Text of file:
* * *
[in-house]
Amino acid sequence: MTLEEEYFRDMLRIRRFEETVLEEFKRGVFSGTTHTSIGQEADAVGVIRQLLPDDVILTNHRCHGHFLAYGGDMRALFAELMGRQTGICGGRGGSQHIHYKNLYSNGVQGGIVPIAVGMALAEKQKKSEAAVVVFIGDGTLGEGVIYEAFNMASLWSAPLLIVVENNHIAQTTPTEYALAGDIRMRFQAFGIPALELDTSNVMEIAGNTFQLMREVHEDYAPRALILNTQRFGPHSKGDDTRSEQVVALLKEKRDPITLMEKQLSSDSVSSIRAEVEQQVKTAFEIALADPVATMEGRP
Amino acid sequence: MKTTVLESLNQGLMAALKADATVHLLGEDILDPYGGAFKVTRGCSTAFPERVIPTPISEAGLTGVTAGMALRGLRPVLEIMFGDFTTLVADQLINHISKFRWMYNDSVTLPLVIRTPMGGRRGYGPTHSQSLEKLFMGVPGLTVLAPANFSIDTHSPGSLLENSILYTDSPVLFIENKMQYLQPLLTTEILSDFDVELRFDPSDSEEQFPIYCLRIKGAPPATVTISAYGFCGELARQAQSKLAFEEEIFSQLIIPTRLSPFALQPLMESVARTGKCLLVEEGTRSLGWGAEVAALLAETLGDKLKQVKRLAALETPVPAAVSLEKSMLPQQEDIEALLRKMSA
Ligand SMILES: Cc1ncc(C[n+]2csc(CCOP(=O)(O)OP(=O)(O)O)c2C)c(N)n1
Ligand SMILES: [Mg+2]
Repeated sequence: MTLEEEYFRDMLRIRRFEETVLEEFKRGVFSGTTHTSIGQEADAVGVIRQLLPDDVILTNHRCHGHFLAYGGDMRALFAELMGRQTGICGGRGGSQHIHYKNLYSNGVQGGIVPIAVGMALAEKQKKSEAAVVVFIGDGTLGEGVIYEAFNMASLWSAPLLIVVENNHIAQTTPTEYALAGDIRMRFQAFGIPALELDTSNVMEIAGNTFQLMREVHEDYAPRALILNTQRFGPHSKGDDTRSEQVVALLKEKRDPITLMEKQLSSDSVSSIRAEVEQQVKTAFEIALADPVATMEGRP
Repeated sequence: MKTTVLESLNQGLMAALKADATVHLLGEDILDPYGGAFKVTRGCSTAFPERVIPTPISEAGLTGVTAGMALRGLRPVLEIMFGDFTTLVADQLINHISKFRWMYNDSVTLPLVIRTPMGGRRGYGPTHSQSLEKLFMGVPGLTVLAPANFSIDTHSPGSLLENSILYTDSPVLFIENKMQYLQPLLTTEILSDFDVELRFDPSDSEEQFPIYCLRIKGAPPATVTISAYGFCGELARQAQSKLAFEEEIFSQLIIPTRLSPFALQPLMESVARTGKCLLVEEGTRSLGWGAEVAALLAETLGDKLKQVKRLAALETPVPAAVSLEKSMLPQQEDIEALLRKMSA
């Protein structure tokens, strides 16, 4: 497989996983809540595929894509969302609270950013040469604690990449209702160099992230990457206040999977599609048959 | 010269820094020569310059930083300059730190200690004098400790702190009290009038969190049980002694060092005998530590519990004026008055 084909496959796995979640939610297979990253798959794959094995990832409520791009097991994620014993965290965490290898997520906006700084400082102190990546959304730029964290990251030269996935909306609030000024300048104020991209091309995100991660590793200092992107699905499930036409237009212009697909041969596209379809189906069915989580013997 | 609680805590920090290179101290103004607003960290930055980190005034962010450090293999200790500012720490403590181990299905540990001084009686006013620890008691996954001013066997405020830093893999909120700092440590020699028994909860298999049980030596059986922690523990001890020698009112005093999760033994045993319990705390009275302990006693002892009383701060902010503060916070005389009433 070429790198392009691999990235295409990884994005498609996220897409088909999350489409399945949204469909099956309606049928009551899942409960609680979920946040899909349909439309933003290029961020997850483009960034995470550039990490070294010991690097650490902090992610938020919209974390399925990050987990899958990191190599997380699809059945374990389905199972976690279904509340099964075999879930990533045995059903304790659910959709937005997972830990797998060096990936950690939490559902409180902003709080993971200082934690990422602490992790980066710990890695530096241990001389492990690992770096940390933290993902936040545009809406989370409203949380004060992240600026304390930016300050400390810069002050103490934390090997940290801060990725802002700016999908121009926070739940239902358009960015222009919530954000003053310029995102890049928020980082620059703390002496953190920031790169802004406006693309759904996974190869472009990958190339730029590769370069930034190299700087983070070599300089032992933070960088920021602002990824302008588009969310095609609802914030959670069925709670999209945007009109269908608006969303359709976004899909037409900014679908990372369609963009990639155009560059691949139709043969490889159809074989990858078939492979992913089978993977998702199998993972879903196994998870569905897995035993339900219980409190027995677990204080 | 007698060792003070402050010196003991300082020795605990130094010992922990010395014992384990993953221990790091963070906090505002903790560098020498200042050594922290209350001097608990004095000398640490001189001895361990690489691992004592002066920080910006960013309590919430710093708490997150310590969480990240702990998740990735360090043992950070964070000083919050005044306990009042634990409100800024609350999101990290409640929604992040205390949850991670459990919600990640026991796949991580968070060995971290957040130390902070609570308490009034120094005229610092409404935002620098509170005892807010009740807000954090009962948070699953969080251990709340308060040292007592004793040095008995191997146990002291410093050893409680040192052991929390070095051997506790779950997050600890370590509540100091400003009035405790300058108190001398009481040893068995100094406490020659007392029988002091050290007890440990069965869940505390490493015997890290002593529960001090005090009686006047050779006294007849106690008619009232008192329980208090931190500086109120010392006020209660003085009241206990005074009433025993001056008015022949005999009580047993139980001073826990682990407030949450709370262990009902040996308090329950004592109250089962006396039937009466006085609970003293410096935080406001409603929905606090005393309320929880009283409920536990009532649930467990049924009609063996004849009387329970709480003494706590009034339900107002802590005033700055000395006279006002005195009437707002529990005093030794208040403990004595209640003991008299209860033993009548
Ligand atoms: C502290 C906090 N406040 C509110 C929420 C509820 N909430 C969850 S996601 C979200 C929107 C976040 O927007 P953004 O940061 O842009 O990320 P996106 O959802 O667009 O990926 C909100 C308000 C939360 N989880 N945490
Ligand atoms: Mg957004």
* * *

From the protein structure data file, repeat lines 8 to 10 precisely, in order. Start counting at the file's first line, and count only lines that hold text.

């Protein structure tokens, strides 16, 4: 497989996983809540595929894509969302609270950013040469604690990449209702160099992230990457206040999977599609048959 | 010269820094020569310059930083300059730190200690004098400790702190009290009038969190049980002694060092005998530590519990004026008055 084909496959796995979640939610297979990253798959794959094995990832409520791009097991994620014993965290965490290898997520906006700084400082102190990546959304730029964290990251030269996935909306609030000024300048104020991209091309995100991660590793200092992107699905499930036409237009212009697909041969596209379809189906069915989580013997 | 609680805590920090290179101290103004607003960290930055980190005034962010450090293999200790500012720490403590181990299905540990001084009686006013620890008691996954001013066997405020830093893999909120700092440590020699028994909860298999049980030596059986922690523990001890020698009112005093999760033994045993319990705390009275302990006693002892009383701060902010503060916070005389009433 070429790198392009691999990235295409990884994005498609996220897409088909999350489409399945949204469909099956309606049928009551899942409960609680979920946040899909349909439309933003290029961020997850483009960034995470550039990490070294010991690097650490902090992610938020919209974390399925990050987990899958990191190599997380699809059945374990389905199972976690279904509340099964075999879930990533045995059903304790659910959709937005997972830990797998060096990936950690939490559902409180902003709080993971200082934690990422602490992790980066710990890695530096241990001389492990690992770096940390933290993902936040545009809406989370409203949380004060992240600026304390930016300050400390810069002050103490934390090997940290801060990725802002700016999908121009926070739940239902358009960015222009919530954000003053310029995102890049928020980082620059703390002496953190920031790169802004406006693309759904996974190869472009990958190339730029590769370069930034190299700087983070070599300089032992933070960088920021602002990824302008588009969310095609609802914030959670069925709670999209945007009109269908608006969303359709976004899909037409900014679908990372369609963009990639155009560059691949139709043969490889159809074989990858078939492979992913089978993977998702199998993972879903196994998870569905897995035993339900219980409190027995677990204080 | 007698060792003070402050010196003991300082020795605990130094010992922990010395014992384990993953221990790091963070906090505002903790560098020498200042050594922290209350001097608990004095000398640490001189001895361990690489691992004592002066920080910006960013309590919430710093708490997150310590969480990240702990998740990735360090043992950070964070000083919050005044306990009042634990409100800024609350999101990290409640929604992040205390949850991670459990919600990640026991796949991580968070060995971290957040130390902070609570308490009034120094005229610092409404935002620098509170005892807010009740807000954090009962948070699953969080251990709340308060040292007592004793040095008995191997146990002291410093050893409680040192052991929390070095051997506790779950997050600890370590509540100091400003009035405790300058108190001398009481040893068995100094406490020659007392029988002091050290007890440990069965869940505390490493015997890290002593529960001090005090009686006047050779006294007849106690008619009232008192329980208090931190500086109120010392006020209660003085009241206990005074009433025993001056008015022949005999009580047993139980001073826990682990407030949450709370262990009902040996308090329950004592109250089962006396039937009466006085609970003293410096935080406001409603929905606090005393309320929880009283409920536990009532649930467990049924009609063996004849009387329970709480003494706590009034339900107002802590005033700055000395006279006002005195009437707002529990005093030794208040403990004595209640003991008299209860033993009548
Ligand atoms: C502290 C906090 N406040 C509110 C929420 C509820 N909430 C969850 S996601 C979200 C929107 C976040 O927007 P953004 O940061 O842009 O990320 P996106 O959802 O667009 O990926 C909100 C308000 C939360 N989880 N945490
Ligand atoms: Mg957004």